Judge Approves Chrysler Dealership Cuts
Tuesday, June 9, 2009 5:31 PM
NEW YORK, June 9 -- A federal bankruptcy court this afternoon approved Chrysler's request to sever ties with 789 dealerships, overruling the objections of hundreds of business owners who begged, at times in tears, that they be allowed to continue to operate.
The ruling means Chrysler's sales network will shrink by a quarter, effective immediately. The rejected dealers must now take down promotional materials and billboards with the Chrysler logo. They are no longer allowed to offer repairs or services of any Chrysler products as an authorized dealer.
The rejection "constitutes an exercise of sound business judgment by the Debtors, made in good faith and for legitimate commercial reasons," U.S. Bankruptcy Judge Arthur Gonzalez wrote. It is "appropriate and necessary under the circumstances."
Gonzalez's decision comes as Chrysler and the Obama administration wait for word from the U.S. Supreme Court, which Monday stayed the sale of the company to a new entity run by Fiat while it considers whether or not to have a hearing. A hearing could delay the government-orchestrated sale of Chrysler's assets to Italian carmaker Fiat by weeks, perhaps months, potentially jeopardizing the Obama administration's efforts to revamp the ailing auto industry.
Attorneys for the dealers had argued during a four-hour hearing earlier today that the business owners be allowed to operate until at least the Supreme Court made its decision.
"Hopefully Congress will remedy it," said Stephen Lerner, who represents hundreds of rejected dealers, said in an interview after the hearing. "Whether they can do anything in time to remedy the Chrysler dealers is unclear."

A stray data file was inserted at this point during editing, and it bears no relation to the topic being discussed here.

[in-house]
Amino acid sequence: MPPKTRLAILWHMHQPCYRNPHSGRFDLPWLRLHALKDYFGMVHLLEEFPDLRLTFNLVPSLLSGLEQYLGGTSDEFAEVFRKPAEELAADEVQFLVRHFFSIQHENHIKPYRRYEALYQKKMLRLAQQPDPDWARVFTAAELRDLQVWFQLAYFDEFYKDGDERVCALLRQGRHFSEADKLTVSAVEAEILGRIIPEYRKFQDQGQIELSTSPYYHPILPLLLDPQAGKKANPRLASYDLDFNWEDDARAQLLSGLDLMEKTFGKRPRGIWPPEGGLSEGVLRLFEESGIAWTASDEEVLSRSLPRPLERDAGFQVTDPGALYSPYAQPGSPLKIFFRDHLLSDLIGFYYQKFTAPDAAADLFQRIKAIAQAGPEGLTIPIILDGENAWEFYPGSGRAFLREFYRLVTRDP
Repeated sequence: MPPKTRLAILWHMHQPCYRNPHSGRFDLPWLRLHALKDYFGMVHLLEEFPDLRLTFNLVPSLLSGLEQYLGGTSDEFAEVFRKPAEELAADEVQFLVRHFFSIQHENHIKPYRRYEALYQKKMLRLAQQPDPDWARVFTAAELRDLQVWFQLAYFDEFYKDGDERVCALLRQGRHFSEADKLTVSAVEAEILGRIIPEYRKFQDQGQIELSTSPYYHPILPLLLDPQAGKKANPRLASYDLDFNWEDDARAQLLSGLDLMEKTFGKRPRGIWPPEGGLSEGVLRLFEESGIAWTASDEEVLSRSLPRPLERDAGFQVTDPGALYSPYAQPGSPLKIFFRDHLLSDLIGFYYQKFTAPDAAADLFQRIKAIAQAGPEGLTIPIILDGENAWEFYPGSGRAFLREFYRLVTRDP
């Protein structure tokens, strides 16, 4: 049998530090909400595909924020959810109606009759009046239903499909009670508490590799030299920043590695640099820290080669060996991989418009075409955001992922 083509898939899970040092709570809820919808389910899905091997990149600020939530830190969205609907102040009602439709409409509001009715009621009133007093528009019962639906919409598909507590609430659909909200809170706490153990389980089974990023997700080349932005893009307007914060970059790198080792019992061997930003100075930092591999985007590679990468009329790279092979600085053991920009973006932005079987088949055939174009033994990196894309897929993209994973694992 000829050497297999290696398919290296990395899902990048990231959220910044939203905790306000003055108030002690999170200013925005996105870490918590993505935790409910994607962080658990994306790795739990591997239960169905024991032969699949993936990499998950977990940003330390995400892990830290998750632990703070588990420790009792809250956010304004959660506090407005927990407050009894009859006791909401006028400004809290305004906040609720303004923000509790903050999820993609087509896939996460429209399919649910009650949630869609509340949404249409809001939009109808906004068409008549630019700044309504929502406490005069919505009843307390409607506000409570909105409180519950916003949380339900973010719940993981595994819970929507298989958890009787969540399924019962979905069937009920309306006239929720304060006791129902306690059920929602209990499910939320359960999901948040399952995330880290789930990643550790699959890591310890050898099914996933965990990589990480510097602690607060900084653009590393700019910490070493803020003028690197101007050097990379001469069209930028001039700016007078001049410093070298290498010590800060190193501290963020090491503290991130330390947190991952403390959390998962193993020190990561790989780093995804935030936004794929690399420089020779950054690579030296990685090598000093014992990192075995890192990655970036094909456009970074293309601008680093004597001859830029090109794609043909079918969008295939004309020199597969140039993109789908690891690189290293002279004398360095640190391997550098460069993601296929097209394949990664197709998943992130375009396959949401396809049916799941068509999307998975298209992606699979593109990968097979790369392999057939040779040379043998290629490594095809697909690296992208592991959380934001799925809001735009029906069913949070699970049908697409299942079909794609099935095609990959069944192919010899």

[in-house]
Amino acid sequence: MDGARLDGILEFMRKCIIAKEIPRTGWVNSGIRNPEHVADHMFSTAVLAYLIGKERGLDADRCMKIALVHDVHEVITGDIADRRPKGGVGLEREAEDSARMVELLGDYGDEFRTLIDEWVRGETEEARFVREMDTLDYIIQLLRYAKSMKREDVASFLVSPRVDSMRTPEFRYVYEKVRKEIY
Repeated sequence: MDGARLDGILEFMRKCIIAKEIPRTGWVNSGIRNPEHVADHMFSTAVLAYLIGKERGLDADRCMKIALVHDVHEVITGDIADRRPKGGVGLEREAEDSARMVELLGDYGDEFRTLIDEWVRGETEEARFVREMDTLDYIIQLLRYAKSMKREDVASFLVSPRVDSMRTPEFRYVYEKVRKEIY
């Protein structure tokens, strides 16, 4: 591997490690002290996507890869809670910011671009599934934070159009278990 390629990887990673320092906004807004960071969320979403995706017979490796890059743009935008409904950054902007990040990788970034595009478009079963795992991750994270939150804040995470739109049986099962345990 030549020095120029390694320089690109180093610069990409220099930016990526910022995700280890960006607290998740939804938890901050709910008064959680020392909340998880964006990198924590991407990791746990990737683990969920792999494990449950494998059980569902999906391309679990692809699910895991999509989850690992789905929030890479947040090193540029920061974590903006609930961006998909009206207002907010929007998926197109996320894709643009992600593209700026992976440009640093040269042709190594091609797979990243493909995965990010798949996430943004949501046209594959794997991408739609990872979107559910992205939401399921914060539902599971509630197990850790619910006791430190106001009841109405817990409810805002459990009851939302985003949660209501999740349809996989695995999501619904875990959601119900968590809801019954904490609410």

The dealers had sought to continue providing warranty services on vehicles sold before the April 30 bankruptcy filing, as well as extra time to get rid of their unsold inventory of cars and car parts. Several dealers testified last week that they had agreed, at the pleading of Chrysler executives in the weeks leading up to the bankruptcy, to buy hundreds of cars they didn't need in order to help the automaker with its severe cash flow problems. Some said they continued to receive shipments even after they had received a May 15 letter from Chrysler informing them of the termination.
"It's unconscionable," Lerner said in court. "They could have provided a softer landing."
General Motors, which followed Chrysler into bankruptcy last week, plans to cut more than 2,000 of its 6,000 dealers, but most would be allowed to operate until their contracts end next year.
During roughly four hours of oral arguments, Lerner and about two dozen other lawyers argued that Chrysler had used arbitrary measures in choosing which dealers to reject, and that there was no pressing need to shutter the dealerships immediately. The process, they added, trampled on the dealers' their rights under state law, including those that guarantee more than the 25 day-notice the dealers received to wind down their businesses.
Chrysler had sought to terminate its agreements with dealers as of today. Chrysler has been trying to trim down a bloated dealer network for several years. It said it used criteria such as location and sales volume to determine which dealers to keep. The company also wants dealerships that offer all three brands, Chrysler, Jeep and Dodge.
"No dealer wants to be rejected -- we understand that," said Kevyn Orr, an attorney for Chrysler, adding that federal bankruptcy law supercedes local laws.
He urged the judge to approve Chrysler's dealership termination request as is, saying rejected dealers would be in violation of trademark and copyright laws if they were allowed to keep operating under the Chrysler name after the emergence of new Chrysler.
"There needs to be a bright line for rejection," Orr said, adding, "The 2,300 assumed dealers have rights too . . . They have rights not to compete with rejected dealerships."
The U.S. and Canadian governments, which are providing $4.5 billion to keep Chrysler operating while its in bankruptcy, had budgeted for 25 percent fewer dealers. Chrysler dealers are eligible for reimbursements under the automaker's car sales incentive programs, Orr added.
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